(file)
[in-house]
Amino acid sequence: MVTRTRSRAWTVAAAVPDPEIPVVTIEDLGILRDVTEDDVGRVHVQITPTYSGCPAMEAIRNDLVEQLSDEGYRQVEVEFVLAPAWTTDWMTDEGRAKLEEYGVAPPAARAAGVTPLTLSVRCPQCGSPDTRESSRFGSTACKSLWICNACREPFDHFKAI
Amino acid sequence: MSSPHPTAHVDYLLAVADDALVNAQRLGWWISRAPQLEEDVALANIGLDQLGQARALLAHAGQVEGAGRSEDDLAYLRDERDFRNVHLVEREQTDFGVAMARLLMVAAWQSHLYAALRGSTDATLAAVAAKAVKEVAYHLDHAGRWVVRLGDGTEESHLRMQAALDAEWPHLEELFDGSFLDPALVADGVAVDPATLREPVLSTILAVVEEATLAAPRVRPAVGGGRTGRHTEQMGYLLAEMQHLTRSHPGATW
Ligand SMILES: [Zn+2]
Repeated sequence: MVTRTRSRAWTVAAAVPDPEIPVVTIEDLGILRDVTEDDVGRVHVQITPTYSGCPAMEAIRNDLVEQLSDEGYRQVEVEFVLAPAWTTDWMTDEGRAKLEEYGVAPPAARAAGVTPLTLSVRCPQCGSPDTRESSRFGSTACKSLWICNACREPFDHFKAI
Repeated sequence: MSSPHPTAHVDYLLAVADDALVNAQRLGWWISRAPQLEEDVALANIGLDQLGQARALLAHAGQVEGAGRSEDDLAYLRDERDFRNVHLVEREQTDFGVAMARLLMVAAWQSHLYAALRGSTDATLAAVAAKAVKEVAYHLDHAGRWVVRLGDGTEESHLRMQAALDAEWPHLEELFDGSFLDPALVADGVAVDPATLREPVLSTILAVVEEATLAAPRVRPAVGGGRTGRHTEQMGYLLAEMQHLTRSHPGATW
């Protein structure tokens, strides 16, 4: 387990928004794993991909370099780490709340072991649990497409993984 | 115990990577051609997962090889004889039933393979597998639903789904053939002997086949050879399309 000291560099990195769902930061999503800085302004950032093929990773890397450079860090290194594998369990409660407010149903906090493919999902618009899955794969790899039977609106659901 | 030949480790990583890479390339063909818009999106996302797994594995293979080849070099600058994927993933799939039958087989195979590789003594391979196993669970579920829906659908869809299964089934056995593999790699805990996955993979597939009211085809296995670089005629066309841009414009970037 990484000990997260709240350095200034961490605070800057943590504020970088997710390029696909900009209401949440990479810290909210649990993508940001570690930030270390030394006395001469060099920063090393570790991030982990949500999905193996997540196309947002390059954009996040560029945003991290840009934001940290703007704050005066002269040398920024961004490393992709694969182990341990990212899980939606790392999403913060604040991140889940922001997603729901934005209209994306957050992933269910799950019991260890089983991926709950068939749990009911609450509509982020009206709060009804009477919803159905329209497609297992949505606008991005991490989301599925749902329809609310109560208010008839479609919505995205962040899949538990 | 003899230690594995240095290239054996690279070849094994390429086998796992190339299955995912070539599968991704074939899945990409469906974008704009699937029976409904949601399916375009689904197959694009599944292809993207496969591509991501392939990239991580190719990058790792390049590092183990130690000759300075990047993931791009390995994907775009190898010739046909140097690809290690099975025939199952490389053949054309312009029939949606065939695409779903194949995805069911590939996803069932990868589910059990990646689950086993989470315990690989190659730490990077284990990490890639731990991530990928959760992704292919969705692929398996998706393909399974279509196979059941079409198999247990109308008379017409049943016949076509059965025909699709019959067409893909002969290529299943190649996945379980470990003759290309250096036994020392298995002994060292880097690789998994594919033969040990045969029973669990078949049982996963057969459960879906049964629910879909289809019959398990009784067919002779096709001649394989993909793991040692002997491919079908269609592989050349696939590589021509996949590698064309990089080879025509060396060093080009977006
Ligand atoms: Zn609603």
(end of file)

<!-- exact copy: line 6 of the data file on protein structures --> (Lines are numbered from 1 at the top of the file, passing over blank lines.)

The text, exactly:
Repeated sequence: MSSPHPTAHVDYLLAVADDALVNAQRLGWWISRAPQLEEDVALANIGLDQLGQARALLAHAGQVEGAGRSEDDLAYLRDERDFRNVHLVEREQTDFGVAMARLLMVAAWQSHLYAALRGSTDATLAAVAAKAVKEVAYHLDHAGRWVVRLGDGTEESHLRMQAALDAEWPHLEELFDGSFLDPALVADGVAVDPATLREPVLSTILAVVEEATLAAPRVRPAVGGGRTGRHTEQMGYLLAEMQHLTRSHPGATW